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Climate change through the Science Diplomacy lens

Year: 2022

Note: This article is a part of the publication ‘Science diplomacy capacity development: Reflections on Diplo’s 2021 course and the road ahead’

From the moment that I learned about Diplo’s mission of supporting the United Nations’ (UN) sustainable development goals (SDGs) through stronger science-diplomacy coordination, I knew that I wanted to get involved. The experience did not disappoint. Creating a science-diplomacy course with other passionate and knowledgeable scientists from different fields under the guidance of experts in international diplomacy, Katharina Höne and Pavlina Ittelson, was thought-provoking, illuminating, and enjoyable. The different modules covered global health, renewable energy, climate, and ecosystems respectively, and were each written by a scientist with expertise in that topic. 

The collaborative objectives of this project spoke to my own personal and professional priorities, as a scientist and as a citizen of the world. With an international upbringing, spanning four states and three countries, I understand the interconnected dependency of our global community. Witnessing devastating pollution and flooding in the developing world during my formative years highlighted the urgent need to protect society from preventable disasters by reaching across divides. Having family across the globe, I view international cooperation as indispensable to producing equitable, constructive, and durable solutions to our shared challenges. Our team’s collaborative sessions provided an exchange of valuable perspectives and improved our knowledge, assumptions, and communication styles. 

While weaving my atmospheric and climate knowledge together with the history of international environmental efforts for this module, I was able to gain and share new insights into the history of science-diplomacy including its successes and set-backs. Particularly, delving into case-studies of regional climate efforts for the training module provided our team and the course participants with concrete examples of achievable climate progress through science-diplomacy. It was especially gratifying to observe participants engaging with the module text as they shared many valuable and relevant insights from their own regions and experiences.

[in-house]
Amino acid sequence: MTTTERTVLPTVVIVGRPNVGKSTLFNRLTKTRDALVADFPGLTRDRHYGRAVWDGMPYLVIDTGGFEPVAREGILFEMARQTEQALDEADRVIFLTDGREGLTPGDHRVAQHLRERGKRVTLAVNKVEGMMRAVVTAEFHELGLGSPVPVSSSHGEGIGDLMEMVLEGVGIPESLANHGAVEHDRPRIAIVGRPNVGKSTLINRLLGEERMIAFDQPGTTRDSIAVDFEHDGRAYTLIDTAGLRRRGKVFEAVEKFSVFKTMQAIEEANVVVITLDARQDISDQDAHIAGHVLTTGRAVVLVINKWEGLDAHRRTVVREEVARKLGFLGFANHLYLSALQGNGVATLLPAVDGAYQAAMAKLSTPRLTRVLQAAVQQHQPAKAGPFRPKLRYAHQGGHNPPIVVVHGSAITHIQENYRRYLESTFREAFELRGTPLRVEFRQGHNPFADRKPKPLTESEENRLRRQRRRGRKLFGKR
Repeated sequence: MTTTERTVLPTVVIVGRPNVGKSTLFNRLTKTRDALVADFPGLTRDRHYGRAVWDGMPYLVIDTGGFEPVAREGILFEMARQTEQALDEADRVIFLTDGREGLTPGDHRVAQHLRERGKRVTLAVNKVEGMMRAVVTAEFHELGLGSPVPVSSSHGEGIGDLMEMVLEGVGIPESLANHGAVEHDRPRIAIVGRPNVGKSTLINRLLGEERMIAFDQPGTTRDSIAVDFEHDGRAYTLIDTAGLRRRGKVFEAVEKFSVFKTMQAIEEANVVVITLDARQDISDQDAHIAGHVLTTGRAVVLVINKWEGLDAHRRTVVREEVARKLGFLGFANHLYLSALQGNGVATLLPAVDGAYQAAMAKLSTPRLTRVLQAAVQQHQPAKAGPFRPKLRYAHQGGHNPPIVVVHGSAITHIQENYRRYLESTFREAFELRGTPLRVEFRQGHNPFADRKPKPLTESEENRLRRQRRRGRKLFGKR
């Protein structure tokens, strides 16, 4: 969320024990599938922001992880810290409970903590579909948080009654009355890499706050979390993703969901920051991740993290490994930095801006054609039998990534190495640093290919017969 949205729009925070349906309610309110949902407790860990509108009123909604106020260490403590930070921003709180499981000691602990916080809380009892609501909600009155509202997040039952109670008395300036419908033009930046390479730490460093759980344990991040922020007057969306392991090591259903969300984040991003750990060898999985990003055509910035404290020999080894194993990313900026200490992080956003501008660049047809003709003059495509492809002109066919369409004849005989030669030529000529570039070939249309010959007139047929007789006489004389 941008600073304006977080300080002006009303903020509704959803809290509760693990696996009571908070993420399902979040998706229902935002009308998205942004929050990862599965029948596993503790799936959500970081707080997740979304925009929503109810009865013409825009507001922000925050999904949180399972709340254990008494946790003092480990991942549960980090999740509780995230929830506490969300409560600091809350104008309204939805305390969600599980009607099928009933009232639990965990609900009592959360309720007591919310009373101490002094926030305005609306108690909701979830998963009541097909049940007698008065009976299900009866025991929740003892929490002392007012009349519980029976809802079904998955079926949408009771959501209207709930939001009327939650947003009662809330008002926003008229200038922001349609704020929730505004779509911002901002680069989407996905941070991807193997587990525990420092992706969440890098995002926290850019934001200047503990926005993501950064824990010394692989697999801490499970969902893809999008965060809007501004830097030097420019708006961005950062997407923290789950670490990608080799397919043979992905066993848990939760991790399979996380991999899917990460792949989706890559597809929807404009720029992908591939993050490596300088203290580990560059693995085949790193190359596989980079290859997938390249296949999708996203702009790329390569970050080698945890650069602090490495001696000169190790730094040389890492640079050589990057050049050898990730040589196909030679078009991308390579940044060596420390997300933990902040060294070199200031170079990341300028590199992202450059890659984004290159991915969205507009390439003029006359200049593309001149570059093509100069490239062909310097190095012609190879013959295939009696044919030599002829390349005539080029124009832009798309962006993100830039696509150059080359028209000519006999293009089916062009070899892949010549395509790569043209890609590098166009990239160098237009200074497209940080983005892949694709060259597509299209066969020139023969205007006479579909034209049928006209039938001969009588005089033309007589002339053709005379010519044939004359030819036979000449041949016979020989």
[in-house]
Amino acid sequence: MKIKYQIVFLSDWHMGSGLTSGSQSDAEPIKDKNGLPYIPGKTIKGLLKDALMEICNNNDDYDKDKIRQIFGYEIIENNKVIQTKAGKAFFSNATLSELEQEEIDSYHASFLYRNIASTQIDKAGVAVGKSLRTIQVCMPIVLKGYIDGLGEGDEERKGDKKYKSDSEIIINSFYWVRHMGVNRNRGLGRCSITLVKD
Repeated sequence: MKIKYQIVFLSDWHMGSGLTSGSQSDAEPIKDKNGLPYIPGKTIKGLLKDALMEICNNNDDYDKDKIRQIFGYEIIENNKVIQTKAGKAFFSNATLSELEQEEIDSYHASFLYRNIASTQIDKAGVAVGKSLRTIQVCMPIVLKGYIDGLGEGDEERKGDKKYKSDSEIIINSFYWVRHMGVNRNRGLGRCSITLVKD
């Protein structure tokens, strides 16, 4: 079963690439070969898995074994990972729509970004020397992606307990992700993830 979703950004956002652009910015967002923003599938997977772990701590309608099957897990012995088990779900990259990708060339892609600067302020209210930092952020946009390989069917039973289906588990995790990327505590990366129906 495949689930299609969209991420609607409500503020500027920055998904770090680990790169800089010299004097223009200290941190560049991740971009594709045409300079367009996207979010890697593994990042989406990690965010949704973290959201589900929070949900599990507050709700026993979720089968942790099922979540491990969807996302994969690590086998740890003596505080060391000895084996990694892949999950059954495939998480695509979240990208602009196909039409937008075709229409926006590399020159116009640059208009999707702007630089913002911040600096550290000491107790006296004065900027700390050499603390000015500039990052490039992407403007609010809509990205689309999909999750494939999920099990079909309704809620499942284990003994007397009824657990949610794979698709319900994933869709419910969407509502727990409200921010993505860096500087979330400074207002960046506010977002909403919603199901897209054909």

Going forward, I hope to continue building on this work by remaining involved in the science-diplomacy and science-policy interface. Unprecedented challenges such as the current global pandemic and the climate crisis are glaring examples of the urgent and consistent need for ‘science in diplomacy’ for our shared well-being. While past educational and professional systems have separately siloed science and diplomacy work, I hope that this project has strengthened the science-diplomacy bidirectional pipeline for the module authors and course participants. 

As an atmospheric scientist, I am particularly aware that the earth is a closed system, meaning that any perturbations to the climate balance will affect the entire globe. This means that the climate crisis is a shared challenge that requires an immediate, sustained, unified, global effort across professional expertise, international boundaries, and political divides, for generations to come. Navigating these disparate perspectives will require skilled professionals who are trained to work at the science-diplomacy interface. 

The collaborative project of producing this science-diplomacy course and its modules has invited the expertise of scientists into the diplomatic conversation, while also providing participating scientists with insights into translating relevant science into useful, timely, and targeted language to reach the intended audience. I believe that the experience that our team and participants gained through the collaborative effort of producing and sharing this training module on climate change will strengthen public trust in science and our collective contributions toward the interrelated objectives of the UN SDGs.

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